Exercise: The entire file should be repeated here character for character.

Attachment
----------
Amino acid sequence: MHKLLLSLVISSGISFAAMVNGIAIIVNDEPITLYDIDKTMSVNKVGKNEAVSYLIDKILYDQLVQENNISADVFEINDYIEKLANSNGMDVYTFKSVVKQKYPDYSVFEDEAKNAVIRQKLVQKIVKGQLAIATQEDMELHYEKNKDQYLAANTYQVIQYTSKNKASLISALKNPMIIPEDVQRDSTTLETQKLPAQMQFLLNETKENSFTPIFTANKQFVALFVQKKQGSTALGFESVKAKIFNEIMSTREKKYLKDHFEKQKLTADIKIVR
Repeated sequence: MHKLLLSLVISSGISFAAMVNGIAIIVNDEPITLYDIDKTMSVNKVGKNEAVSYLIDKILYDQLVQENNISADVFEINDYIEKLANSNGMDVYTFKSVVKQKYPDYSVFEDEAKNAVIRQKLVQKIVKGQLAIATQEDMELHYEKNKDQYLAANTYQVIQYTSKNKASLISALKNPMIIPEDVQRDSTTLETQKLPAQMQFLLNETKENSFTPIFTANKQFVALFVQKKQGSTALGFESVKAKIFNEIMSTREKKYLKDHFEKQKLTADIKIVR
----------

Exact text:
Amino acid sequence: MHKLLLSLVISSGISFAAMVNGIAIIVNDEPITLYDIDKTMSVNKVGKNEAVSYLIDKILYDQLVQENNISADVFEINDYIEKLANSNGMDVYTFKSVVKQKYPDYSVFEDEAKNAVIRQKLVQKIVKGQLAIATQEDMELHYEKNKDQYLAANTYQVIQYTSKNKASLISALKNPMIIPEDVQRDSTTLETQKLPAQMQFLLNETKENSFTPIFTANKQFVALFVQKKQGSTALGFESVKAKIFNEIMSTREKKYLKDHFEKQKLTADIKIVR
Repeated sequence: MHKLLLSLVISSGISFAAMVNGIAIIVNDEPITLYDIDKTMSVNKVGKNEAVSYLIDKILYDQLVQENNISADVFEINDYIEKLANSNGMDVYTFKSVVKQKYPDYSVFEDEAKNAVIRQKLVQKIVKGQLAIATQEDMELHYEKNKDQYLAANTYQVIQYTSKNKASLISALKNPMIIPEDVQRDSTTLETQKLPAQMQFLLNETKENSFTPIFTANKQFVALFVQKKQGSTALGFESVKAKIFNEIMSTREKKYLKDHFEKQKLTADIKIVR